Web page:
Diving deep to learn more

Going Deeper with Deeper Learning

Deeper learning? What do we observe that indicates deeper learning, learning that goes beyond surface information, inert knowledge and mundane regurgitation of facts? What is the evidence that teachers look for to determine that deeper learning is occurring? What qualifies as high quality student work that truly impacts students’ ability to think, problem solve, make a decision and to innovate with ideas?

The word most often referenced when educators talk about deeper learning is rigor, a more rigorous approach to learning. In fact, several years ago, if you Googled the word rigor with Common Core, rigor appeared 280,000. Not surprisingly, when Googled today, rigor appears 872,000 times. Yes, rigor probably does signify deeper learning, yet, the mystery is still there because we’re not sure exactly what we see when we look for deeper learning or for rigor. Both are unclear. Perhaps one appropriate response comes in the form of a question, that we ask, “Are we causing kids to think?”

Are We Causing Kids to Think?

With this initial, provocative question, others follow. How do we know if we are causing kids to think? What evidence do we have? This reflection might lead us to the specifics about rigorous thinking, needed for effective, accurate and telling observations that signal increasing rigor in the K–12 classrooms.With that in mind, a brief delineation of what to look for when observing lessons for deeper learning is divided into two distinct kinds of evidence. One is Observable Evidence and the other is Detectable Evidence.

Observable Evidence is readily obvious, easy to see behavior (designated team roles), to record (graphic organizers making thinking visible) and to understand (oral presentations to the group). It is, also apparent in the actual thinking skills used as students address the assignment. Notice, in this vignette, the group was able to think through the process in a fairly efficient way and kept going a little deeper into the profile needed.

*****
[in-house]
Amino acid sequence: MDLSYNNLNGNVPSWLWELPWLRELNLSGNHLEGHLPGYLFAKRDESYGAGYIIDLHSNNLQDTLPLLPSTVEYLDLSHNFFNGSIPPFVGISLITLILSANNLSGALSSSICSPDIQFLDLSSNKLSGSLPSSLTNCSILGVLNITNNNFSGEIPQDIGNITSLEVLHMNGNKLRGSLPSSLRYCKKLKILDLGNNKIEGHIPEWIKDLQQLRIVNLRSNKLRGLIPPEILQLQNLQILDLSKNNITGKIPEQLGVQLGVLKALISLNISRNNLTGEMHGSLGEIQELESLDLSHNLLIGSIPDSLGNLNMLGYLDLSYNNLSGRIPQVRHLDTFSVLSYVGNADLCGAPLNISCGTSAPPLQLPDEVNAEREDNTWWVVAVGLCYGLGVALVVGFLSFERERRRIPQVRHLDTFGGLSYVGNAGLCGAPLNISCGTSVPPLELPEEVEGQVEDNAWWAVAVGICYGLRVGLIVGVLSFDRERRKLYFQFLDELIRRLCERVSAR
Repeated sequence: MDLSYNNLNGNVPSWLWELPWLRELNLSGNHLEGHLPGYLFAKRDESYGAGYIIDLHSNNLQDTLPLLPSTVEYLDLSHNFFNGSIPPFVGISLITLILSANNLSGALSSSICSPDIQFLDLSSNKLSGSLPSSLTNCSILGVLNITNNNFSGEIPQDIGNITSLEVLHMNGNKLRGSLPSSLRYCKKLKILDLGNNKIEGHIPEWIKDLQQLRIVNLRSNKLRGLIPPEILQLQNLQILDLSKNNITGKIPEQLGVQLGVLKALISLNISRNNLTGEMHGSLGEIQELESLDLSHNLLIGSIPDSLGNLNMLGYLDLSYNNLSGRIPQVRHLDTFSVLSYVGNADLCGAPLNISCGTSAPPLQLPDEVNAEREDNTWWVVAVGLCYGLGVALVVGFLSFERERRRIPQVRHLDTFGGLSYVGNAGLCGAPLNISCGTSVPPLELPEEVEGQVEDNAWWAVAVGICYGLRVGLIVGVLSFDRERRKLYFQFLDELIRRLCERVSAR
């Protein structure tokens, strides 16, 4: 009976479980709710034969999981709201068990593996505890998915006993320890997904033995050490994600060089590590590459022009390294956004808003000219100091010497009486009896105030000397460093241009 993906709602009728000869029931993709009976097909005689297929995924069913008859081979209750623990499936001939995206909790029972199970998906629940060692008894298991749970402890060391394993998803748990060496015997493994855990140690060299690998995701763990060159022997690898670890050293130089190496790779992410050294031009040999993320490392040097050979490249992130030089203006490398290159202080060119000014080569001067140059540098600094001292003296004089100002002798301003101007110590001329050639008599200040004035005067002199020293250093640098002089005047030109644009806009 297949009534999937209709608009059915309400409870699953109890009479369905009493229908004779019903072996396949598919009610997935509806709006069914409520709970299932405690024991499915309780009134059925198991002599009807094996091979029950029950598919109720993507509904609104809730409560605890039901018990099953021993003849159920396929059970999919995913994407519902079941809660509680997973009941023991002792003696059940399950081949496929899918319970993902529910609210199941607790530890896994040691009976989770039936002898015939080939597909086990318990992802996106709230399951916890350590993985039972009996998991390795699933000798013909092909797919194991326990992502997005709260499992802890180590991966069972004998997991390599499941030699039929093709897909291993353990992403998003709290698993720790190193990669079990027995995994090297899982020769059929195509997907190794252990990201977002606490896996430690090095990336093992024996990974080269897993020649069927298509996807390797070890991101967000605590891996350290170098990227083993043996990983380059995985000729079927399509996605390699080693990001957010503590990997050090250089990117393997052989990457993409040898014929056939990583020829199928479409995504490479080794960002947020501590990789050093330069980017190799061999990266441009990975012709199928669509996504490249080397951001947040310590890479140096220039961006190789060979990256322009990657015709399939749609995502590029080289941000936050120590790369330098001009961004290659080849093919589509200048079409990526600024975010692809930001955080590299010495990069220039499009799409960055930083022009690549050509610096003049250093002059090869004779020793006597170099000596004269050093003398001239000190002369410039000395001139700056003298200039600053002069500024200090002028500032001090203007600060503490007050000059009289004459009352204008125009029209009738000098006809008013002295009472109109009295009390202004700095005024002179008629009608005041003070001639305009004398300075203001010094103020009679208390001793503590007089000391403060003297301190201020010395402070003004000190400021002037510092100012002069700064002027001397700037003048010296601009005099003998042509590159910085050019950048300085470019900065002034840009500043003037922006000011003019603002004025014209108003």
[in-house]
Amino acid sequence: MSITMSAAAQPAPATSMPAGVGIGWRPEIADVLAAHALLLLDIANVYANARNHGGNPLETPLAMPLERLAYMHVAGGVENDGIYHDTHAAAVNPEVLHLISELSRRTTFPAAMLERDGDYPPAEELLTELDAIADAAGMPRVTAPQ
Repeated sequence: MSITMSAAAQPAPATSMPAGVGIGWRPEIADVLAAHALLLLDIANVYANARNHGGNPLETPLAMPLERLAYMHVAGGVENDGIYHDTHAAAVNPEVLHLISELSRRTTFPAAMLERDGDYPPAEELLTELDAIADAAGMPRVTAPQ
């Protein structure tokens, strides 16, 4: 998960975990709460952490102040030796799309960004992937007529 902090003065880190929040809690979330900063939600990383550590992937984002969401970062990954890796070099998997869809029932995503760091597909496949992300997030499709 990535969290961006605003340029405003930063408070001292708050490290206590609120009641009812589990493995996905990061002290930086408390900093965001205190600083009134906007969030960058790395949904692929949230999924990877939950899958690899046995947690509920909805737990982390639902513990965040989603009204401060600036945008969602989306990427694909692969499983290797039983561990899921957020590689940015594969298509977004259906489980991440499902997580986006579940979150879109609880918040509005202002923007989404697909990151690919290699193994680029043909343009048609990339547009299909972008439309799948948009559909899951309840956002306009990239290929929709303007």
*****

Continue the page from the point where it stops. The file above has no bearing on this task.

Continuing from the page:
Three teens are sitting with desks pushed together, discussing the social studies question of “How do you know a leader?” They have generated and thrown out a bunch of random ideas, and soon make the decision to organize their ideas in some way. One suggests that they need to examine different kinds of resources-accomplishments (hard data), appearance (photos), personality (social media) and intuitive, gut feelings (charisma) that need airtime to determine one’s potential for leadership and they set out to develop a grid to capture their thinking.

Detectable Evidence is less apparent with subtleties that are obscured by the complexities of trying to track mindfulness (schematics of mental reasoning), unstated collaborations (intuitive sharing of space, tasks, credit, etc) and multi-layered, multi-staged projects (authentic, improvised and still incomplete). Detectable evidence is sometimes barely noticeable, yet, it is possible with patience, probing and practice, to discern, to perceive the existence of deeper learning. One effective method is to not merely observe from a distance, but to immerse oneself in a student, learning scene in the classroom and talk to the learners about what they are doing. Notice, in this scenario how aware students are of the assignment, the interest and enthusiasm they demonstrate, and the optimism of ownership in their responses.

In a primary classroom, the teacher is using an inquiry approach, with problem-based learning. The students have been working with PBL all year long. Two students, one is searching on the computer, the other, is standing behind him, explaining what they are doing and why they are doing it.

He says, “We have a student in our class who has cystic fibrosis, so we are learning as much as we can about this condition to see how we can help. We are hopeful that we may be part of finding a cure someday.”

The student at the computer turns to add, “We are learning to be more fussy about what we want to use from our searches. In fact, we’re getting very fussy as we look a different sites.”

“Wow, that is quite an undertaking. Tell me more.”

“Well, it is a lot of work, but we know it’s important. We are even writing to other families affected by CF and hope to Skype with some of them to learn first hand what it’s like for them.”

Six examples of each kind of observational evidence is presented to illuminate the delicacy and difficulties of this kind of in depth observation. After reading these, it may help if we try to envision some from our own experiences as seasoned educators.